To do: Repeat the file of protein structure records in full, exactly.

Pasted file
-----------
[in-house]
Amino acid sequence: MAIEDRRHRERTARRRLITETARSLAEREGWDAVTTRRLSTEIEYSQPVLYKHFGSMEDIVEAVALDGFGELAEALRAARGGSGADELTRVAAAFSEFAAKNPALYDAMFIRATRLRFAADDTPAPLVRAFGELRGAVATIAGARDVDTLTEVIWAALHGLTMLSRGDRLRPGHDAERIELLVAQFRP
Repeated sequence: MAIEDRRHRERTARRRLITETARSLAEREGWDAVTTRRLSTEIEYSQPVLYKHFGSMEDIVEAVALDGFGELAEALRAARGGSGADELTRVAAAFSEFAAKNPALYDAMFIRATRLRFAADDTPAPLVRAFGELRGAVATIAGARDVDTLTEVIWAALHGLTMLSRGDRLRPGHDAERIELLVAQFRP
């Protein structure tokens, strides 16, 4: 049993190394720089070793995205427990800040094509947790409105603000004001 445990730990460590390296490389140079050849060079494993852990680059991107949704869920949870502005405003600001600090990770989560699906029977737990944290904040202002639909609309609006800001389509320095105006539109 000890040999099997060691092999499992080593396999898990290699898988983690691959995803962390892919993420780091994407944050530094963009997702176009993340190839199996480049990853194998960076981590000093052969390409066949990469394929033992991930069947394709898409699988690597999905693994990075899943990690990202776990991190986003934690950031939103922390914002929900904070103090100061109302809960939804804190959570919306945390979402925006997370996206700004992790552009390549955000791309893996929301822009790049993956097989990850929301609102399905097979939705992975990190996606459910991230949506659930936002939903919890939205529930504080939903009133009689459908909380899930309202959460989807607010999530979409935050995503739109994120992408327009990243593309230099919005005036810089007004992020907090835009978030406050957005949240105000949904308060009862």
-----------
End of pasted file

[in-house]
Amino acid sequence: MAIEDRRHRERTARRRLITETARSLAEREGWDAVTTRRLSTEIEYSQPVLYKHFGSMEDIVEAVALDGFGELAEALRAARGGSGADELTRVAAAFSEFAAKNPALYDAMFIRATRLRFAADDTPAPLVRAFGELRGAVATIAGARDVDTLTEVIWAALHGLTMLSRGDRLRPGHDAERIELLVAQFRP
Repeated sequence: MAIEDRRHRERTARRRLITETARSLAEREGWDAVTTRRLSTEIEYSQPVLYKHFGSMEDIVEAVALDGFGELAEALRAARGGSGADELTRVAAAFSEFAAKNPALYDAMFIRATRLRFAADDTPAPLVRAFGELRGAVATIAGARDVDTLTEVIWAALHGLTMLSRGDRLRPGHDAERIELLVAQFRP
């Protein structure tokens, strides 16, 4: 049993190394720089070793995205427990800040094509947790409105603000004001 445990730990460590390296490389140079050849060079494993852990680059991107949704869920949870502005405003600001600090990770989560699906029977737990944290904040202002639909609309609006800001389509320095105006539109 000890040999099997060691092999499992080593396999898990290699898988983690691959995803962390892919993420780091994407944050530094963009997702176009993340190839199996480049990853194998960076981590000093052969390409066949990469394929033992991930069947394709898409699988690597999905693994990075899943990690990202776990991190986003934690950031939103922390914002929900904070103090100061109302809960939804804190959570919306945390979402925006997370996206700004992790552009390549955000791309893996929301822009790049993956097989990850929301609102399905097979939705992975990190996606459910991230949506659930936002939903919890939205529930504080939903009133009689459908909380899930309202959460989807607010999530979409935050995503739109994120992408327009990243593309230099919005005036810089007004992020907090835009978030406050957005949240105000949904308060009862």